The taxation of a pension plan is one of the main attractions of this type of savings. If we usually look at the tax variable when deciding on the subscription of any financial instrument, in the case of pension plans this aspect becomes more important, due to the possibility of combining savings for the future with present tax relief.

It is not a novelty that these savings mechanisms focused on retirement have a privileged tax treatment,since the possibility of deducting the contributions made to pension plans is a classic of personal income tax returns.

Its power as a tool to reduce the income bill has been minimized somewhat in recent years, but the 2016 income pension plan box is still very attractive.

What is a pension plan?

There are few things that the ordinary citizen does not know about the usefulness of pension plans. In a context of growing fear about the viability of the public pension system, the recommendation to save for retirement appears from almost the beginning of a professional’s working life.

That is a pension plan: savings of an individual invested by a financial institution to return to its holder a return on retirement.

Another favorable factor for pension plans is their flexibility,since the contributions to them can be fixed or periodic,depending on the will to save or the economic possibilities of their owner.

And in addition, the plans fit the age profile of the contractor,with a higher tolerable level of risk the farther away the retirement age is. They are, in that sense, a tailor-made suit.

The possibility of the rescue of the amounts contributed appears as a safeguard clause in case of insurmountable difficulty for the holder, the most common being the situation of prolonged unemployment over time or serious illness, as well as obviously the death of the holder of the pension plan, in which case the heirs of the same may recover the amounts contributed.

Taxation of a pension plan: Calculating tax savings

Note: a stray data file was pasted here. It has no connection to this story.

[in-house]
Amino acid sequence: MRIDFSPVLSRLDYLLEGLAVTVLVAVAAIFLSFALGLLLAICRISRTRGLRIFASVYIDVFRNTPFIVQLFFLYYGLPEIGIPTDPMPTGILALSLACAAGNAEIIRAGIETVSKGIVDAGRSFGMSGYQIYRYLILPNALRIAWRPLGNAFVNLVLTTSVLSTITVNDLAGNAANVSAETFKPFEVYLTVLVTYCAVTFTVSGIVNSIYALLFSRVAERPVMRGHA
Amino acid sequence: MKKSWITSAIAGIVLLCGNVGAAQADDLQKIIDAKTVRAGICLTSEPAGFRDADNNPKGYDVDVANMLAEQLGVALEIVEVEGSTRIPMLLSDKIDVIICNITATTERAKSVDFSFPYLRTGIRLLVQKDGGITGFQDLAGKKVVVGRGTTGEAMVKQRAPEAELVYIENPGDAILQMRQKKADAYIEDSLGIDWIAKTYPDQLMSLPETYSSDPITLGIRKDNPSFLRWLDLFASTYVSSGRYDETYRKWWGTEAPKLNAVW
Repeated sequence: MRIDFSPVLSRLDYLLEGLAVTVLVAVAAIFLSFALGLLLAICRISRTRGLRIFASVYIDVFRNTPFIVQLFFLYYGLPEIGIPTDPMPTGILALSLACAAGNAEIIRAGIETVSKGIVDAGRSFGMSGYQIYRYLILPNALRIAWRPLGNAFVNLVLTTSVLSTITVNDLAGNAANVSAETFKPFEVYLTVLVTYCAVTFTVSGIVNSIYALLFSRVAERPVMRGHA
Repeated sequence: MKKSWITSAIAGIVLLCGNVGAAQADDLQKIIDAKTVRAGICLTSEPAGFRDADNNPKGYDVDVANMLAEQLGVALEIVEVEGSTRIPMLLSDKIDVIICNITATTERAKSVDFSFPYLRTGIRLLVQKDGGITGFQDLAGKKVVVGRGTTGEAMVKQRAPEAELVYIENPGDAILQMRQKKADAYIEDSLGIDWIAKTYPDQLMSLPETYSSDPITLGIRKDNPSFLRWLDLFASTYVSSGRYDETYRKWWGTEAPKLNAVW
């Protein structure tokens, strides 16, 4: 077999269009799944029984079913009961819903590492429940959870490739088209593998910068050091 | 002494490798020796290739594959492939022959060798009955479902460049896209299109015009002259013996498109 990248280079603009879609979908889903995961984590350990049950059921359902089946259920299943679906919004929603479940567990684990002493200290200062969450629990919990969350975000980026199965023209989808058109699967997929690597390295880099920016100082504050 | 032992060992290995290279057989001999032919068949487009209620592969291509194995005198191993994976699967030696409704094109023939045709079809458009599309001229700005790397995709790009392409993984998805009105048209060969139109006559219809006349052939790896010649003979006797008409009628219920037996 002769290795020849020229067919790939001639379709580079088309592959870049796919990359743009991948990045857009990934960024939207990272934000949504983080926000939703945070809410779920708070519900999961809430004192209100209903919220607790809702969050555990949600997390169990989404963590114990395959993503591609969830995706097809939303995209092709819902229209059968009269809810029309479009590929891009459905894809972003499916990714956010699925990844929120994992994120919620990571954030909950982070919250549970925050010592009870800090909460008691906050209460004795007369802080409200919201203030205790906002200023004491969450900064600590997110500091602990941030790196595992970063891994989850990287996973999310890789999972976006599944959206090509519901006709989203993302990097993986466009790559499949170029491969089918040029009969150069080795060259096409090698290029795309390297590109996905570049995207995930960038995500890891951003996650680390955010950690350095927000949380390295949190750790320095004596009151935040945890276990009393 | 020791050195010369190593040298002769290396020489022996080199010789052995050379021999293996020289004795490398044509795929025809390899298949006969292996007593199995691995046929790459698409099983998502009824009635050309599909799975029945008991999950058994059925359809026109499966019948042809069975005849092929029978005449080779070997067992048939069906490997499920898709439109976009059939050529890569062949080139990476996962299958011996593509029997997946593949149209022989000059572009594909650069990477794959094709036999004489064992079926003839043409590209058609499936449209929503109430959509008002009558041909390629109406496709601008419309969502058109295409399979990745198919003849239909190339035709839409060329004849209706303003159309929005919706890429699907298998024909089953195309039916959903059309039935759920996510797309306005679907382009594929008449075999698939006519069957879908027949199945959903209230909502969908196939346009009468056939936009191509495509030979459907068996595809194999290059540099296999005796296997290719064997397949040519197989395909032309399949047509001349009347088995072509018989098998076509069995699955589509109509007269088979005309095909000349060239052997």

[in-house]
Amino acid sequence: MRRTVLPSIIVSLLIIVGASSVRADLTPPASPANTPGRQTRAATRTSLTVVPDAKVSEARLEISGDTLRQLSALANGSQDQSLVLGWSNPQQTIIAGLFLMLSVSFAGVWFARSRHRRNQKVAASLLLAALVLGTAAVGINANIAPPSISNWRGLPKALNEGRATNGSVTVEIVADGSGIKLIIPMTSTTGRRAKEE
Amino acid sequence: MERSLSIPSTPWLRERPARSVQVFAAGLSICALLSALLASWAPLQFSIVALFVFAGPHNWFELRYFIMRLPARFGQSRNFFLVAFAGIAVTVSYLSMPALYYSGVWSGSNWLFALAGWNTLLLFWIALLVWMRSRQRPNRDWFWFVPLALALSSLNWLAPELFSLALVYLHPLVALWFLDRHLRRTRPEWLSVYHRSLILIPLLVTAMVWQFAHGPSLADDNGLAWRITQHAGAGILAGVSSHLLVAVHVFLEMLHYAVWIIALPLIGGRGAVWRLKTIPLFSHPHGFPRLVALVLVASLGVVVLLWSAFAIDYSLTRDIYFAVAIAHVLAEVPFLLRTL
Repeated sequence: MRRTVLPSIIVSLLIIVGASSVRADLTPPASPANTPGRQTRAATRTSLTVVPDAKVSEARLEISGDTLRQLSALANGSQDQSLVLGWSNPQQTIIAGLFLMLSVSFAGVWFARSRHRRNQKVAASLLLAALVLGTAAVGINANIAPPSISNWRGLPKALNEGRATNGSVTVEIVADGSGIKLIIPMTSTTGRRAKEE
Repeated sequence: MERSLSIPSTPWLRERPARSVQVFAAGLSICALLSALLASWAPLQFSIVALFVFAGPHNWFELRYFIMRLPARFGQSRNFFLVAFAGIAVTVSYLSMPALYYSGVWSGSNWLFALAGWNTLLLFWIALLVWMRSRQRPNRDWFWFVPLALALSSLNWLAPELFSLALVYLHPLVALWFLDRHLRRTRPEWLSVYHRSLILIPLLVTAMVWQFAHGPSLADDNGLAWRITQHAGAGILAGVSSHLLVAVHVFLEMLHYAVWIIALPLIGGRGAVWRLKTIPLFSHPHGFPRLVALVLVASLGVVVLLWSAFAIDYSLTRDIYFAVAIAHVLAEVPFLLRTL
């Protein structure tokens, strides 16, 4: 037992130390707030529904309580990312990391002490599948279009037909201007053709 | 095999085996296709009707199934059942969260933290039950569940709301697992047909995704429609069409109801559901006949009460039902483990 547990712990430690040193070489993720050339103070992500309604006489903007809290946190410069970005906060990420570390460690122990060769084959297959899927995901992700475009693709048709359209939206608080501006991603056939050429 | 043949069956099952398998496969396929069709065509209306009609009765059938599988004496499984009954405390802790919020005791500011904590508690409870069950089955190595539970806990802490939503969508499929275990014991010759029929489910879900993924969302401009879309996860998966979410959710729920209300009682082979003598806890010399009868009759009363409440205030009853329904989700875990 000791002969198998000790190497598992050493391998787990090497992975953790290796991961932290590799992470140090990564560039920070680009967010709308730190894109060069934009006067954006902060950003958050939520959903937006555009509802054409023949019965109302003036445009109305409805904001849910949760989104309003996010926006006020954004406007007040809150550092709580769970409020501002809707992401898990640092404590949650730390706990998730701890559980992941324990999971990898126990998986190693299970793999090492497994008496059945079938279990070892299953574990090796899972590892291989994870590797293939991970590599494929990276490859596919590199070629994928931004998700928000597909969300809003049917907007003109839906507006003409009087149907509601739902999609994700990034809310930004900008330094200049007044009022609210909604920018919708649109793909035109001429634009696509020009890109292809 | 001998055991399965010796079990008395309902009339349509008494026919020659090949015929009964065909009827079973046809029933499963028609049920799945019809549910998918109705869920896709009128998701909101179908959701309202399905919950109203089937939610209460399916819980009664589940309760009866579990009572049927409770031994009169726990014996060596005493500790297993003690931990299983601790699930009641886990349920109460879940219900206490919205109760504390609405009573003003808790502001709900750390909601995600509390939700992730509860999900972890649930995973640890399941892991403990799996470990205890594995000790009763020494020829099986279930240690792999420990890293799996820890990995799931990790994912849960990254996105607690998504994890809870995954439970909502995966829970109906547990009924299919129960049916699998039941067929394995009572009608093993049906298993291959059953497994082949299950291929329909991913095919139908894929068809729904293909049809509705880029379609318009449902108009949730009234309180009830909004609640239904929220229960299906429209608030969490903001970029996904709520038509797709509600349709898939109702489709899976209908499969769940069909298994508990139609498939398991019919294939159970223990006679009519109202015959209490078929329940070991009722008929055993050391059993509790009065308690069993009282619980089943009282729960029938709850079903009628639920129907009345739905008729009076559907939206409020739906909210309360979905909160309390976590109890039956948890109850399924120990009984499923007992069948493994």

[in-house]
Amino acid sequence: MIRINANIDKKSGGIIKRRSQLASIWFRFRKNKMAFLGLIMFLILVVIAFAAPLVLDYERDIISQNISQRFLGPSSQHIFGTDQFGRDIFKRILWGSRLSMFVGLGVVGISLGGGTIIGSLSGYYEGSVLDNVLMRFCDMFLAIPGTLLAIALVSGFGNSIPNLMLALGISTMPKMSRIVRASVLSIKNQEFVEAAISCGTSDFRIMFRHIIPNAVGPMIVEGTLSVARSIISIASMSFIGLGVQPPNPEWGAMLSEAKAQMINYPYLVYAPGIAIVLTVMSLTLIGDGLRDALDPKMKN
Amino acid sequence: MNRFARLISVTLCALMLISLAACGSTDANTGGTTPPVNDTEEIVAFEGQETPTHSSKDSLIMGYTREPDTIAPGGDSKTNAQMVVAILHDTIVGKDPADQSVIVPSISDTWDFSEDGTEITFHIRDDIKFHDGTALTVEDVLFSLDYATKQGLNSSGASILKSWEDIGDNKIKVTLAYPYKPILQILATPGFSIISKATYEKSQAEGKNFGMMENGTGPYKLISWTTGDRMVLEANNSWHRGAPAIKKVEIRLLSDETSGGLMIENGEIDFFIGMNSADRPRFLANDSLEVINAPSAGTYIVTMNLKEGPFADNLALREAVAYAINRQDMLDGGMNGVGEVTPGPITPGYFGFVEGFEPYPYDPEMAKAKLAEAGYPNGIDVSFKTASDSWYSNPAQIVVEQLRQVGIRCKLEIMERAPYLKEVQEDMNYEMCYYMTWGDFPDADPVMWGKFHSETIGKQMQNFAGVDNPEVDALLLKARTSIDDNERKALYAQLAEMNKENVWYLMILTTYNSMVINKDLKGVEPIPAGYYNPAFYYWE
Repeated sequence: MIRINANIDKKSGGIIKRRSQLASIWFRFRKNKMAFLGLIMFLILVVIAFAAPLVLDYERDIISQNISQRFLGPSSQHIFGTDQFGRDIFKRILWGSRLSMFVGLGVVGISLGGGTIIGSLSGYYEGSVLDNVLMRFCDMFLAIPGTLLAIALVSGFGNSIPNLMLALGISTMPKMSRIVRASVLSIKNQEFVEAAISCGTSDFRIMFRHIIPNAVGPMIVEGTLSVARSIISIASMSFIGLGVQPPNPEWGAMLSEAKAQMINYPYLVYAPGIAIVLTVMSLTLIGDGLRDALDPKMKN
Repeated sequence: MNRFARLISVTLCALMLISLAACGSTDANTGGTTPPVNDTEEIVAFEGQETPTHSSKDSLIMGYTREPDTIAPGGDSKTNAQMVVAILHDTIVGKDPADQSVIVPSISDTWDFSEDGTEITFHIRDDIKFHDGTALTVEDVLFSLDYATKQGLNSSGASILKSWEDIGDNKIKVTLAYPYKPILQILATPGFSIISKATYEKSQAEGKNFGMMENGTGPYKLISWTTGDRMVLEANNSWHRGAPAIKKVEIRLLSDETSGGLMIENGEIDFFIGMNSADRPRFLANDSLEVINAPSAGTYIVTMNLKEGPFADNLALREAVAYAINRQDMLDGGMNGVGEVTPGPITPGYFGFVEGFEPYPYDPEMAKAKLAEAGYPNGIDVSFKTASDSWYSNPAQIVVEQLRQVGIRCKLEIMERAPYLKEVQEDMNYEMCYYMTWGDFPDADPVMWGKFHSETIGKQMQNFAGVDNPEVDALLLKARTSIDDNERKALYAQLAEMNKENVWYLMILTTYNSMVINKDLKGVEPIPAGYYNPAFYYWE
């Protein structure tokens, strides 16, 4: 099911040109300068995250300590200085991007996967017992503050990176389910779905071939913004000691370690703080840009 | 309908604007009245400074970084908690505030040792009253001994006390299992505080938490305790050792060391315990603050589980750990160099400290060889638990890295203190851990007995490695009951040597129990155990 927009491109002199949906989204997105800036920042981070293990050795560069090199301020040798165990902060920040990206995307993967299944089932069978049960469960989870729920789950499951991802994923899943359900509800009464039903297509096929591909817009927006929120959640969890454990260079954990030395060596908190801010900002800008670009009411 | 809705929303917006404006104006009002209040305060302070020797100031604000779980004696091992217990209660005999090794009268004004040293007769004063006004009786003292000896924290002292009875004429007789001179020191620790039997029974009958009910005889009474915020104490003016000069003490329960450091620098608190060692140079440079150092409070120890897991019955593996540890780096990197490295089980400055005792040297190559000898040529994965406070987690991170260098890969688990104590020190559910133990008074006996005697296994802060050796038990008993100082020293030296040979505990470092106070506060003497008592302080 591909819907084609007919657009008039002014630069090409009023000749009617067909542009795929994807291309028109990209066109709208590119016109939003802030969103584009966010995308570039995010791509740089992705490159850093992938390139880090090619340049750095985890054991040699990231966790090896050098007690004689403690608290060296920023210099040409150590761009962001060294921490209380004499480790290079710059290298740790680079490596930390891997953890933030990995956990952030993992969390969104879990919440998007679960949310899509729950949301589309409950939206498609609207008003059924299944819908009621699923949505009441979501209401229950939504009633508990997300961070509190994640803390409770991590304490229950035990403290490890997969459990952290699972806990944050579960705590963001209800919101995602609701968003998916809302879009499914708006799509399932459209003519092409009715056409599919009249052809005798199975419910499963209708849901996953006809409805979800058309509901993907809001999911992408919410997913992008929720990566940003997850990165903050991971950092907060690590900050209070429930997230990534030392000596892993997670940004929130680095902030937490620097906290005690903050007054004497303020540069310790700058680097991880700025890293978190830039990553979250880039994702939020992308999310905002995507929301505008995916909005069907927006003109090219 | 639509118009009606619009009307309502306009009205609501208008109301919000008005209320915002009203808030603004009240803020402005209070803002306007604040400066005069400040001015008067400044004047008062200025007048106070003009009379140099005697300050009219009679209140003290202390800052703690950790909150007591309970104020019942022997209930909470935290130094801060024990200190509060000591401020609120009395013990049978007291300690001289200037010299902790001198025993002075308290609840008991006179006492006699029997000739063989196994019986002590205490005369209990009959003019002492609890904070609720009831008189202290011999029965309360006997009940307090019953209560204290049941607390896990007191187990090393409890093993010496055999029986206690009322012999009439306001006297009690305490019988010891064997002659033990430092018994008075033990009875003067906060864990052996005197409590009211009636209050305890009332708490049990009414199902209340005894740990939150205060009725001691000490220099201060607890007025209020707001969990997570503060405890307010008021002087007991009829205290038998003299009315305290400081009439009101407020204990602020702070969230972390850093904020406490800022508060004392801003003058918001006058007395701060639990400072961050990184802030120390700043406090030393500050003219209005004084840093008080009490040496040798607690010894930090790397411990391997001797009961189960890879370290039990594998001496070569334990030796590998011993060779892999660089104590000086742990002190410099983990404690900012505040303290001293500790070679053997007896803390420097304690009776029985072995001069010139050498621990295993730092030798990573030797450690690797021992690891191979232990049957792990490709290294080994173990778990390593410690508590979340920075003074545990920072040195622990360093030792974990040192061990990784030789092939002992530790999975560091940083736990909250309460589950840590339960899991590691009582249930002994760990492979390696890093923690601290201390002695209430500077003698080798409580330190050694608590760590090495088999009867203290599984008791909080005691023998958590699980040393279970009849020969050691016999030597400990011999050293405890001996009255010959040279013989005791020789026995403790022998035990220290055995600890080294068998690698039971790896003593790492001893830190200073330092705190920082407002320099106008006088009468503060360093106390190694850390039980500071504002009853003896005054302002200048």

From here, we enter the taxation of pension plans, and in this aspect, a frequent question is: how much does the Treasury stay from a pension plan?

And in this case the numbers are very clear.

When making the income tax return, the taxpayer may deduct up to 8,000 euros of limit on its impossible basis through contributions to pension plans. With a cap: no more than 30% of the work income can be deducted.


With these principles, the citizen who has subscribed a pension plan finds it easy to schedule his annual contribution based on the tax savings that will result from it. Taking into account that the limits are generous, because a contribution of 8,000 euros per year, a limit set by the Treasury, is well above any average contribution.

The same can be said of the other limit set, 30% of the total amounts received for income from work or other economic activities.

To give an example, a contribution of 3,000 euros per year for a taxpayer whose marginal rate of personal income tax is 40% will save 1,200 euros in their annual return.

As a particularity, it is also it is possible to deduct the amounts contributed to a pension plan in the name of the spouse, up to the limit of 2,500 euros,although this assumption is only applicable in the event that the spouse does not receive income from work activity or these are less than 8,000 euros per year.

Flexibility in contributions to pension plans

A very important incentive of pension plans from the point of view of the taxpayer is their flexibility. That is why it is so common to make numbers at the end of the year and make unique contributions in December to make the most of the income tax relief,provided that resources are available for it.

Of course, all these tax advantages are subject to certain conditions. And the main one, it is necessary to keep it in mind, is the tax bill that must be paid at the time of the rescue, because in that case all the amounts collected are incorporated into the tax base, both those from the contributions and the benefits derived from the management of the plan.

The main consequence of this fact is that the taxpayer, at the moment he rescues his pension plan, is at the same time forced to a marginal rate higher than that which would correspond to him in his personal income tax return.

The impression that may remain is that you have to pay at once not only the tax savings you enjoyed for years, but also that the punishment is even harsher.

In conclusion, pension plans are an excellent instrument for saving, and appear as a wild card saved from the point of view of tax efficiency. But, as with almost everything, you have to plan and do numbers before deciding.